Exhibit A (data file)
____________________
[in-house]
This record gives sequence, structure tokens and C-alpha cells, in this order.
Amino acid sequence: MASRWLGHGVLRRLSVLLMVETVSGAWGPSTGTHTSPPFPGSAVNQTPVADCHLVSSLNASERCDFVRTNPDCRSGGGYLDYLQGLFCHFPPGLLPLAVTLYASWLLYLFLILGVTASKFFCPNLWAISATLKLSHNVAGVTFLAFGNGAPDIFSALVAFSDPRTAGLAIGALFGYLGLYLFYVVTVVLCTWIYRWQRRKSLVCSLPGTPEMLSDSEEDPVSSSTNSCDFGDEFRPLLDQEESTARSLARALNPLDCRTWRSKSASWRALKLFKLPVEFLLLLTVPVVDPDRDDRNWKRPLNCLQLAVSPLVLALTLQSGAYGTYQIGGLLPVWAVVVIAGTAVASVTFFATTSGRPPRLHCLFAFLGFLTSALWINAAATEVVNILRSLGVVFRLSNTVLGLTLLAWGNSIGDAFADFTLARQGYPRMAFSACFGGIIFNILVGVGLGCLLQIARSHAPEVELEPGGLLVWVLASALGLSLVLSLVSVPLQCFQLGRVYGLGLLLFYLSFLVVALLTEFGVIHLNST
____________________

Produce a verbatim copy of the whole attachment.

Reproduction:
[in-house]
This record gives sequence, structure tokens and C-alpha cells, in this order.
Amino acid sequence: MASRWLGHGVLRRLSVLLMVETVSGAWGPSTGTHTSPPFPGSAVNQTPVADCHLVSSLNASERCDFVRTNPDCRSGGGYLDYLQGLFCHFPPGLLPLAVTLYASWLLYLFLILGVTASKFFCPNLWAISATLKLSHNVAGVTFLAFGNGAPDIFSALVAFSDPRTAGLAIGALFGYLGLYLFYVVTVVLCTWIYRWQRRKSLVCSLPGTPEMLSDSEEDPVSSSTNSCDFGDEFRPLLDQEESTARSLARALNPLDCRTWRSKSASWRALKLFKLPVEFLLLLTVPVVDPDRDDRNWKRPLNCLQLAVSPLVLALTLQSGAYGTYQIGGLLPVWAVVVIAGTAVASVTFFATTSGRPPRLHCLFAFLGFLTSALWINAAATEVVNILRSLGVVFRLSNTVLGLTLLAWGNSIGDAFADFTLARQGYPRMAFSACFGGIIFNILVGVGLGCLLQIARSHAPEVELEPGGLLVWVLASALGLSLVLSLVSVPLQCFQLGRVYGLGLLLFYLSFLVVALLTEFGVIHLNST